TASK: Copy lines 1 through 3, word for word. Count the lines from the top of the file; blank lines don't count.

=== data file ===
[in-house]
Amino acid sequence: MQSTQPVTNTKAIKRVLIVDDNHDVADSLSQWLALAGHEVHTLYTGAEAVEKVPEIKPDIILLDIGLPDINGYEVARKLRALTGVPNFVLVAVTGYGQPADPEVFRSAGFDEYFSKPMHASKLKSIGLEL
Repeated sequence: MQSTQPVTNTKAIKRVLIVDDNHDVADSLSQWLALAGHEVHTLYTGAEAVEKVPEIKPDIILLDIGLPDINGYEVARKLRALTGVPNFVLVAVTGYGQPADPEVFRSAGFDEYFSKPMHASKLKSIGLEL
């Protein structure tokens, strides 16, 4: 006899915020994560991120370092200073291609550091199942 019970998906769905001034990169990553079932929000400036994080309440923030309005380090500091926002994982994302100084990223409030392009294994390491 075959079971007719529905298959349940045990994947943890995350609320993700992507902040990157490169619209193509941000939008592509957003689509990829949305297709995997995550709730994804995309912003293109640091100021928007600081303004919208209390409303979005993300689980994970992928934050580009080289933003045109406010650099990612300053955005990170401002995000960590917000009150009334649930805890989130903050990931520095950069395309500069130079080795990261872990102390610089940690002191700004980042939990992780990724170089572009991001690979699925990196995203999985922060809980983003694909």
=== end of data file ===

[in-house]
Amino acid sequence: MQSTQPVTNTKAIKRVLIVDDNHDVADSLSQWLALAGHEVHTLYTGAEAVEKVPEIKPDIILLDIGLPDINGYEVARKLRALTGVPNFVLVAVTGYGQPADPEVFRSAGFDEYFSKPMHASKLKSIGLEL
Repeated sequence: MQSTQPVTNTKAIKRVLIVDDNHDVADSLSQWLALAGHEVHTLYTGAEAVEKVPEIKPDIILLDIGLPDINGYEVARKLRALTGVPNFVLVAVTGYGQPADPEVFRSAGFDEYFSKPMHASKLKSIGLEL